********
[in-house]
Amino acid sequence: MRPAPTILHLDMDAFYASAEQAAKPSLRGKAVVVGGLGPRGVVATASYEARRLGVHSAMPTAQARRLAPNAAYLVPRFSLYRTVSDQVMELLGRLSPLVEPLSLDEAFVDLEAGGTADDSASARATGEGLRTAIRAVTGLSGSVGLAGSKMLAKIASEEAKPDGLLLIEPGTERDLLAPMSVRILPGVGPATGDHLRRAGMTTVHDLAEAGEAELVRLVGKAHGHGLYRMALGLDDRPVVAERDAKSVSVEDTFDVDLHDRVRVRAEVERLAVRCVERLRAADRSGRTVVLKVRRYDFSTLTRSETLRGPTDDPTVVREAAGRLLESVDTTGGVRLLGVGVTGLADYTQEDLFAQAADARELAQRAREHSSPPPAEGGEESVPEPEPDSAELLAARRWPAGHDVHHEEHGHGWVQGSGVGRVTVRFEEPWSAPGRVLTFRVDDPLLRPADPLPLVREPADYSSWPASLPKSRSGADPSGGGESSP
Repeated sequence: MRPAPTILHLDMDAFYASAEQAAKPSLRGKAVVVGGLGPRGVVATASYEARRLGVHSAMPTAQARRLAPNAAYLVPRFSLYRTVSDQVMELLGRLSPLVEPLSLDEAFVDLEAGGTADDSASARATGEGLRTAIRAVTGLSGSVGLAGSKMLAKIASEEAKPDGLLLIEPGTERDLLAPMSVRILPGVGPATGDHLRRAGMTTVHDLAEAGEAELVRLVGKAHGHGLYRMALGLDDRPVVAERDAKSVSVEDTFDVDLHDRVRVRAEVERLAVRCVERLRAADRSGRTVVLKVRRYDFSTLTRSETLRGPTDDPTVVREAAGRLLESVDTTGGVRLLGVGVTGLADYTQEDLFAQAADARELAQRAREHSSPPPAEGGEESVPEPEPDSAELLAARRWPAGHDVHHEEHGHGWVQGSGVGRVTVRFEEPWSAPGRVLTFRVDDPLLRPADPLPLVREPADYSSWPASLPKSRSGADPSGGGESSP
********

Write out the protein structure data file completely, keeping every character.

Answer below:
[in-house]
Amino acid sequence: MRPAPTILHLDMDAFYASAEQAAKPSLRGKAVVVGGLGPRGVVATASYEARRLGVHSAMPTAQARRLAPNAAYLVPRFSLYRTVSDQVMELLGRLSPLVEPLSLDEAFVDLEAGGTADDSASARATGEGLRTAIRAVTGLSGSVGLAGSKMLAKIASEEAKPDGLLLIEPGTERDLLAPMSVRILPGVGPATGDHLRRAGMTTVHDLAEAGEAELVRLVGKAHGHGLYRMALGLDDRPVVAERDAKSVSVEDTFDVDLHDRVRVRAEVERLAVRCVERLRAADRSGRTVVLKVRRYDFSTLTRSETLRGPTDDPTVVREAAGRLLESVDTTGGVRLLGVGVTGLADYTQEDLFAQAADARELAQRAREHSSPPPAEGGEESVPEPEPDSAELLAARRWPAGHDVHHEEHGHGWVQGSGVGRVTVRFEEPWSAPGRVLTFRVDDPLLRPADPLPLVREPADYSSWPASLPKSRSGADPSGGGESSP
Repeated sequence: MRPAPTILHLDMDAFYASAEQAAKPSLRGKAVVVGGLGPRGVVATASYEARRLGVHSAMPTAQARRLAPNAAYLVPRFSLYRTVSDQVMELLGRLSPLVEPLSLDEAFVDLEAGGTADDSASARATGEGLRTAIRAVTGLSGSVGLAGSKMLAKIASEEAKPDGLLLIEPGTERDLLAPMSVRILPGVGPATGDHLRRAGMTTVHDLAEAGEAELVRLVGKAHGHGLYRMALGLDDRPVVAERDAKSVSVEDTFDVDLHDRVRVRAEVERLAVRCVERLRAADRSGRTVVLKVRRYDFSTLTRSETLRGPTDDPTVVREAAGRLLESVDTTGGVRLLGVGVTGLADYTQEDLFAQAADARELAQRAREHSSPPPAEGGEESVPEPEPDSAELLAARRWPAGHDVHHEEHGHGWVQGSGVGRVTVRFEEPWSAPGRVLTFRVDDPLLRPADPLPLVREPADYSSWPASLPKSRSGADPSGGGESSP